Would a Reverse-engineered Chicken Demonstrate Evolution?


In his recent book How to Build a Dinosaur, evolutionary paleontologist Jack Horner suggested that birds could be genetically engineered backward to take the form of their supposed dinosaur ancestors.1 He argued that birds arose through the selection of beneficial dinosaur mutants, and if those specific mutations could be identified and reversed in a new generation, then the resulting bird-like creature would hatch and grow into something resembling a dinosaur.

One paleontologist is attempting to do just that. Hans Larsson, Chair in Macro Evolution at McGill University in Montreal, is taking the first steps toward engineering a chicken with a dinosaur tail. He told international news agency AFP that this will be a “demonstration of evolution.”2

But would it really? Larsson apparently is targeting a particular developmental gene that helps specify the length of the tail. If he succeeds in engineering (by purposeful design) a viable chicken with a long tail, will that be heralded as evidence of evolution? And if so, would such an achievement actually demonstrate evolution?

Larsson had previously asked, “Why can’t we take all the genetics, just change it around a little bit, and produce a Tyrannosaurus Rex, or something that looks like one?”3 The answer is that it would not be so easy, because more than “a little bit” needs to change, a fact that Larsson and his colleagues will most likely discover during their research.

A long-tailed chicken would not truly demonstrate evolution. This “reverse-transitional” form would be less fit than its peers, having to drag around a uselessly long tail. Also, any successful changes would have been engineered by design, so they could not demonstrate something that happened through purely natural forces. Third, a long-tailed chicken would resemble a dinosaur only superficially, like attaching a long aluminum tube onto the back of a car to make it more like an airplane. Such a contraption would be much more difficult to drive and would be no closer to being able to fly.

Evolutionists have pointed out a few of the many critical differences between birds and the theropod dinosaurs from which they supposedly evolved.4 One researcher examined the different breathing apparatuses required by each kind.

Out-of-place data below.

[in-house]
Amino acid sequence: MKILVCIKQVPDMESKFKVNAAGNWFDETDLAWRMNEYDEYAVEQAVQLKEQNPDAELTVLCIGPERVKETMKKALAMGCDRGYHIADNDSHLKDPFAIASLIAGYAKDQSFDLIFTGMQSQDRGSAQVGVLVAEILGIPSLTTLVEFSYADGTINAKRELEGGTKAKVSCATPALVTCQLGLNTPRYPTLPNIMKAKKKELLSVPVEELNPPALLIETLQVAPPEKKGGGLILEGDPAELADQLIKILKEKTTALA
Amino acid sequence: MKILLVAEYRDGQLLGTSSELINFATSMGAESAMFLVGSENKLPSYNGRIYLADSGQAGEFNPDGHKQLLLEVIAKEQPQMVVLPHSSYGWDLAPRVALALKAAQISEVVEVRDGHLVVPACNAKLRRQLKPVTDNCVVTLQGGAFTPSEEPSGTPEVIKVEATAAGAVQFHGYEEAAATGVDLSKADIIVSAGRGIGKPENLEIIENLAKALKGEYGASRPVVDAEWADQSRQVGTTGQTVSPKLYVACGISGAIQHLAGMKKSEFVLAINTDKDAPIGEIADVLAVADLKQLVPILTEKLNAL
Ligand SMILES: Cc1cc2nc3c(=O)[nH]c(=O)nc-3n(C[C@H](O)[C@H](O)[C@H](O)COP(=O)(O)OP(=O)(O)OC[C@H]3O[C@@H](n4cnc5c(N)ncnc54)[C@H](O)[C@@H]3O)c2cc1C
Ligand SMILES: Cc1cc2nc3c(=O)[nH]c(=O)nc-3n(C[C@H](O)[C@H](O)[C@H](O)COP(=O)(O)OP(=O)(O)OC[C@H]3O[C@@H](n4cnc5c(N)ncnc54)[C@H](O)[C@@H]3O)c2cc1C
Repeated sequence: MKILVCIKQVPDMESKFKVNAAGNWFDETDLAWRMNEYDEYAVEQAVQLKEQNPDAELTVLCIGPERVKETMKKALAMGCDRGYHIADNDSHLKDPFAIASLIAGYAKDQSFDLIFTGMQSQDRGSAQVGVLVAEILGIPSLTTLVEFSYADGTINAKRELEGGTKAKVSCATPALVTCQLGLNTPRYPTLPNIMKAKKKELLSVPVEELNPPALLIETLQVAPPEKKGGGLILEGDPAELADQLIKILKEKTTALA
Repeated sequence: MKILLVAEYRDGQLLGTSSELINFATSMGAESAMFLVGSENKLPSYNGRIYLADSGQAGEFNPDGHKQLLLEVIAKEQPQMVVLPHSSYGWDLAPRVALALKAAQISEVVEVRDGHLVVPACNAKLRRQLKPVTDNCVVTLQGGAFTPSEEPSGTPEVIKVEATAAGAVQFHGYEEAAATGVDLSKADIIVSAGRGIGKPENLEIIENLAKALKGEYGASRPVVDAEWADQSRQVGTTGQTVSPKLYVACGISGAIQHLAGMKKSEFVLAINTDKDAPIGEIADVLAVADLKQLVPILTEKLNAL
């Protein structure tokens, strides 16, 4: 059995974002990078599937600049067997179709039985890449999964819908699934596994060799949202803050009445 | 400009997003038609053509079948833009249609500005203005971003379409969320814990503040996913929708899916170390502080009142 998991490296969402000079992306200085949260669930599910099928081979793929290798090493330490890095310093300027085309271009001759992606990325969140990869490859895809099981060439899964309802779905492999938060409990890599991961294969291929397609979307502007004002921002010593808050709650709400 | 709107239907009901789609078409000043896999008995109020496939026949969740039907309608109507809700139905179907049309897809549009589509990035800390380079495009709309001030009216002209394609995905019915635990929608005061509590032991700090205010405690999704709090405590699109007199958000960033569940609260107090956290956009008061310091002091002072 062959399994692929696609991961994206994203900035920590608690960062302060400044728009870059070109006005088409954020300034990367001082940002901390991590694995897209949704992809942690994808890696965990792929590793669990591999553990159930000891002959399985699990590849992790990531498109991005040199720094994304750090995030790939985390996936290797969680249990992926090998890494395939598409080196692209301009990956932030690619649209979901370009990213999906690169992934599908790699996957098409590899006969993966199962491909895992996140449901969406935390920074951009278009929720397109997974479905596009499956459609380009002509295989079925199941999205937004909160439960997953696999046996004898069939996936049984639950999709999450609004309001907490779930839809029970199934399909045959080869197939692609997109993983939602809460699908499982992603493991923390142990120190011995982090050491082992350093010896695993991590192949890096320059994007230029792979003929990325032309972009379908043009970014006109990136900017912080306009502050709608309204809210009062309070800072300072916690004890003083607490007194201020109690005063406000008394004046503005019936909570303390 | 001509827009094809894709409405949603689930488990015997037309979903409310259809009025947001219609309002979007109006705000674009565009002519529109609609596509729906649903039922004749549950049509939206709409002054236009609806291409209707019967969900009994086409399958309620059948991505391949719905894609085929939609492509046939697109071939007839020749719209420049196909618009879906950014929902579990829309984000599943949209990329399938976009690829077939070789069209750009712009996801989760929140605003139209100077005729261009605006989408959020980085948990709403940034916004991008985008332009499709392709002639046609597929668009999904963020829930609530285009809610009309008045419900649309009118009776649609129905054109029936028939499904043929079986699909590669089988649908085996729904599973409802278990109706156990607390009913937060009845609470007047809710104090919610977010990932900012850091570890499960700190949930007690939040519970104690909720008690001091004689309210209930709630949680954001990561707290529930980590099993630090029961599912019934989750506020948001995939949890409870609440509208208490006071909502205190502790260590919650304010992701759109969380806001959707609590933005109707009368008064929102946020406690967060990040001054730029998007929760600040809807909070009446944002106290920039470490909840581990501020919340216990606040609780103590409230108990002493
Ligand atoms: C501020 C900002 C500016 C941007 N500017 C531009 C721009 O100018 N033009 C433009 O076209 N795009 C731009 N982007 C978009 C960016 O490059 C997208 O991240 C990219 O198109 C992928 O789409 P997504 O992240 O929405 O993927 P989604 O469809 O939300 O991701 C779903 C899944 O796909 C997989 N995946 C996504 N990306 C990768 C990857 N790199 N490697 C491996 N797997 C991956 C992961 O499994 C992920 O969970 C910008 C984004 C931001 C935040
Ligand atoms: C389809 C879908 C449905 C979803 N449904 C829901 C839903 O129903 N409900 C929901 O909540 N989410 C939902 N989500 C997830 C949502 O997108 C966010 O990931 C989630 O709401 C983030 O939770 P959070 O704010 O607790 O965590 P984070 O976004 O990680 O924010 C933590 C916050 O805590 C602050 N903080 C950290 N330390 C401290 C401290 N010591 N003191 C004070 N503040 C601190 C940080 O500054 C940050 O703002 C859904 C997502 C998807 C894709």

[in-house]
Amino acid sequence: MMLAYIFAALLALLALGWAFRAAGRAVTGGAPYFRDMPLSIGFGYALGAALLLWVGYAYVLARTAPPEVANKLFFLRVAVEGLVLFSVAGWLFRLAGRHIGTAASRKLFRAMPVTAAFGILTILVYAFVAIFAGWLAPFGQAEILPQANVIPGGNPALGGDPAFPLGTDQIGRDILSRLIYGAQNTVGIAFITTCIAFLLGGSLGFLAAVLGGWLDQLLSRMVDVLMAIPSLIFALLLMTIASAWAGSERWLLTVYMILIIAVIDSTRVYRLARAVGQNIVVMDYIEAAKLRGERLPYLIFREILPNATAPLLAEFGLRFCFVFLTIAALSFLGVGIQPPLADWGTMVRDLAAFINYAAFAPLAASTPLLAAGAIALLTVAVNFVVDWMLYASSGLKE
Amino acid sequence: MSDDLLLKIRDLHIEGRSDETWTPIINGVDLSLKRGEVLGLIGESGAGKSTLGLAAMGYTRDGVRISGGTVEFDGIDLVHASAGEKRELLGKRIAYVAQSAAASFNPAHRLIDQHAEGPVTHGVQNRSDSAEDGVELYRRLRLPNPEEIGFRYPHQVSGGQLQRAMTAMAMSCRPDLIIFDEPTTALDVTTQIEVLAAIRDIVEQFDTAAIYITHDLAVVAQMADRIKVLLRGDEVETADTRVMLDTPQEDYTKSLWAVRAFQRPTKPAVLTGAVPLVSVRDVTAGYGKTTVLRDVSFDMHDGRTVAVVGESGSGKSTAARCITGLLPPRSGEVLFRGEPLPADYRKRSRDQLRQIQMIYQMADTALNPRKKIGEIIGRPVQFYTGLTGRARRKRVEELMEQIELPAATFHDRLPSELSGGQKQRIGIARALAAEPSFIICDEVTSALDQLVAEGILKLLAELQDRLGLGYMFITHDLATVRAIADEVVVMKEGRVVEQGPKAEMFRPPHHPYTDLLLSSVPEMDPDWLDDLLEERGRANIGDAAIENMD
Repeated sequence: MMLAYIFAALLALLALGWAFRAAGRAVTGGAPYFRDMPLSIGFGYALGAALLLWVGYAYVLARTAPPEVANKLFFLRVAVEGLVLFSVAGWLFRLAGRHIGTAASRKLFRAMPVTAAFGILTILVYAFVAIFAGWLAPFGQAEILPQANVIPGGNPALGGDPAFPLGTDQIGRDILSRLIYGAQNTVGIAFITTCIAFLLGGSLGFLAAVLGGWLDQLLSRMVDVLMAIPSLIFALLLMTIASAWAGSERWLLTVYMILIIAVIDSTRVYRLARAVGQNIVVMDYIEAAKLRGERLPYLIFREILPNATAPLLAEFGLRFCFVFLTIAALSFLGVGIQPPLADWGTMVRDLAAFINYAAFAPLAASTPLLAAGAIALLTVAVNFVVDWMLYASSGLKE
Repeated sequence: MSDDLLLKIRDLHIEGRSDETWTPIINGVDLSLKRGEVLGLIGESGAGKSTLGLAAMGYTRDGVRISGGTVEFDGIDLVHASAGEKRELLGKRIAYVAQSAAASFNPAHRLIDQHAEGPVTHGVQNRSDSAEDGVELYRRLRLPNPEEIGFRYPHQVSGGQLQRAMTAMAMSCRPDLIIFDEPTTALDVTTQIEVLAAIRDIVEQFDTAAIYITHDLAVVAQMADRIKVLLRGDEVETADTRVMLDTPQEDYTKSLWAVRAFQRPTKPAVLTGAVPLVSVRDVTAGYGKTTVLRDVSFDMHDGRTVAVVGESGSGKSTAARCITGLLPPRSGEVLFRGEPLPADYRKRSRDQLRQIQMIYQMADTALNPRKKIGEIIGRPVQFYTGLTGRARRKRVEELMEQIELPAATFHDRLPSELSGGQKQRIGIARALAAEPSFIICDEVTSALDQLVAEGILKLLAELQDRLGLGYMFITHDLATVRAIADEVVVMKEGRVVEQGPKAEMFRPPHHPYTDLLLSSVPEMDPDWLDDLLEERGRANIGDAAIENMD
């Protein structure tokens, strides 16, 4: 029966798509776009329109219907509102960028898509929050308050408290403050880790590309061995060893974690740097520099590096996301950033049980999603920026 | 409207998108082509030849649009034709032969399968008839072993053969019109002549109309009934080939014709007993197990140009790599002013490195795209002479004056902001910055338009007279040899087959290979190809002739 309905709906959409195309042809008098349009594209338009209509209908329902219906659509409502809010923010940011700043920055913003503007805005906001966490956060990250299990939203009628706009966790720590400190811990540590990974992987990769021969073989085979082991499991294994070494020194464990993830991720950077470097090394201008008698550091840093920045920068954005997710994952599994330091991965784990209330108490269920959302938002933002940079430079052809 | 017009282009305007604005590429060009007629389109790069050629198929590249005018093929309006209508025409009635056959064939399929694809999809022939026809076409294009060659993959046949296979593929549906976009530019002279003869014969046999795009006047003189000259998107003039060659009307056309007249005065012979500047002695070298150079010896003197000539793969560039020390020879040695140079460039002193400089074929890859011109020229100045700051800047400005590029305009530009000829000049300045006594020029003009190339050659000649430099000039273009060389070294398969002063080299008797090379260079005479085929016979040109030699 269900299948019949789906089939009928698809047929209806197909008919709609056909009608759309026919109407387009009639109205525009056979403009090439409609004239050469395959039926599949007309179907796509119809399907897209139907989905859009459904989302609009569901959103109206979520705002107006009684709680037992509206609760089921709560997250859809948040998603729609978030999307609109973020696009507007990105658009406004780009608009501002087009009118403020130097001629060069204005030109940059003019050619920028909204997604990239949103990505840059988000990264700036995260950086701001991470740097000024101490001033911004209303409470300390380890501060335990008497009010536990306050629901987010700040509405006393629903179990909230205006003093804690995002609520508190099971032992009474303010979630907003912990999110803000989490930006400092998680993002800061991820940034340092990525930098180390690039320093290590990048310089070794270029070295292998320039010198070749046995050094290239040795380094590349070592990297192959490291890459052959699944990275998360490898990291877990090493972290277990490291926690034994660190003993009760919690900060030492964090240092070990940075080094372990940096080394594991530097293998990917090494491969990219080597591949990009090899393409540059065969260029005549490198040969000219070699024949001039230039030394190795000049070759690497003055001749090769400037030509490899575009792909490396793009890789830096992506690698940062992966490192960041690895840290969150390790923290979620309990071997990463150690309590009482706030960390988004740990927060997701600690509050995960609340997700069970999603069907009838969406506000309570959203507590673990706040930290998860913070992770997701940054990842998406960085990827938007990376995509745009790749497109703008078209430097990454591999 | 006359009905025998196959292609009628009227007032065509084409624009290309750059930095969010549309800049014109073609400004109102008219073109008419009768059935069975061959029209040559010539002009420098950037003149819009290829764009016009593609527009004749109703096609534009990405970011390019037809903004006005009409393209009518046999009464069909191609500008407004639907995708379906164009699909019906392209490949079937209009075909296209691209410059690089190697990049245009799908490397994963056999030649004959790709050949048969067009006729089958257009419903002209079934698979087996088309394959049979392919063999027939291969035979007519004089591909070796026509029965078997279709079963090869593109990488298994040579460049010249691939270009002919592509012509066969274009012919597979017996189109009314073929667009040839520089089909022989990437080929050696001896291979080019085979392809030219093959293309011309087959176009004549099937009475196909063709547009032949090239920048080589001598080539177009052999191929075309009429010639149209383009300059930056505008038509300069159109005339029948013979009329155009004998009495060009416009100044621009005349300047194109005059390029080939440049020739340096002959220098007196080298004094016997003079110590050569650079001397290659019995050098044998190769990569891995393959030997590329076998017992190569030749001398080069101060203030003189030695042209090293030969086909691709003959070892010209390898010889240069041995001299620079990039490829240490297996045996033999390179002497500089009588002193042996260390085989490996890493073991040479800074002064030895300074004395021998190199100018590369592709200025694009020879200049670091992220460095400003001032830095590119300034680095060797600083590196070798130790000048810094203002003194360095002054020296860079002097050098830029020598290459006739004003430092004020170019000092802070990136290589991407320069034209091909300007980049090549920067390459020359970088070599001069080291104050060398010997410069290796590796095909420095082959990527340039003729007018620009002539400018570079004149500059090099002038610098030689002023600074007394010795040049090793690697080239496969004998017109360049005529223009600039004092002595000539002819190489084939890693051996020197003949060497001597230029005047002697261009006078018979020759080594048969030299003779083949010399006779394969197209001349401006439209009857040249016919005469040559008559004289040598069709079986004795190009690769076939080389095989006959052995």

Recently, conventional wisdom has held that birds are direct descendants of theropod dinosaurs. However, the apparently steadfast maintenance of hepatic-piston diaphragmatic lung ventilation in theropods throughout the Mesozoic poses fundamental problems for such a relationship. The earliest stages in the derivation of the avian abdominal air sac system from a diaphragm-ventilating ancestor would have necessitated selection for a diaphragmatic hernia in taxa transitional between theropods and birds. Such a debilitating condition would have immediately compromised the entire pulmonary ventilatory apparatus and seems unlikely to have been of any selective advantage.5

In other words, the dinosaur breathing system operated like a bellows, with a muscle (the diaphragm) expanding and contracting to move air in and out. To transition it to the flow-through ventilation system used by birds would require a change to this muscle that would have immediately killed the newly-mutated form. If an animal cannot breathe, it cannot evolve.

To overcome the differences between dinosaur and bird would require re-engineering the entire chicken genome—not only adding new genes and new gene cassettes, and removing certain others, but also adding and removing specific genetic and epigenetic6 control and regulation systems to specify what, when, how often, how much, and where those cassettes should be used during an embryo’s development.

Larsson, starting with the assumption of evolution, predicted that simply by “flipping certain genetic levers during a chicken embryo's development, he can reproduce the dinosaur anatomy.”2 In contrast, starting with the biblical assertion that each creature was made to reproduce after its own kind,7 the amount and precision of genetic and cellular alterations that would have to be bioengineered to transform a chicken into a legitimately dinosaurian creature are so vast that no natural process could achieve it.

Rather than demonstrate evolution, these attempts to transform chickens will certainly demonstrate the precise and intricate design of this created kind.

References

  1. Horner, J. and J. Gorman. 2009. How to Build a Dinosaur: Extinction Doesn’t Have to Be Forever. New York: Dutton.
  2. Canadian scientist aims to turn chickens into dinosaurs. AFP. Posted on breitbart.com August 25, 2009, accessed August 29, 2009.
  3. Brennan, Z. Jurassic Park comes true: How scientists are bringing dinosaurs back to life with the help of the humble chicken. Daily Mail. Posted on dailymail.co.uk June 13, 2008, accessed September 8, 2009.
  4. See references in Thomas, B. Do New Dinosaur Finger Bones Solve a Bird Wing Problem? ICR News. Posted on icr.org July 9, 2009, accessed September 8, 2009.
  5. Ruben, J.A. et al. 1997. Lung Structure and Ventilation in Theropod Dinosaurs and Early Birds. Science. 278 (5341): 1269.
  6. Epigenetics is a new field in biology, discussed briefly in Thomas, B. Epigenetics: More Information than Evolution Can Handle. ICR News. Posted on icr.org. January 30, 2009, accessed September 8, 2009.
  7. Genesis 1:20-21, 24-25.

* Mr. Thomas is Science Writer at the Institute for Creation Research.

Article posted on September 14, 2009.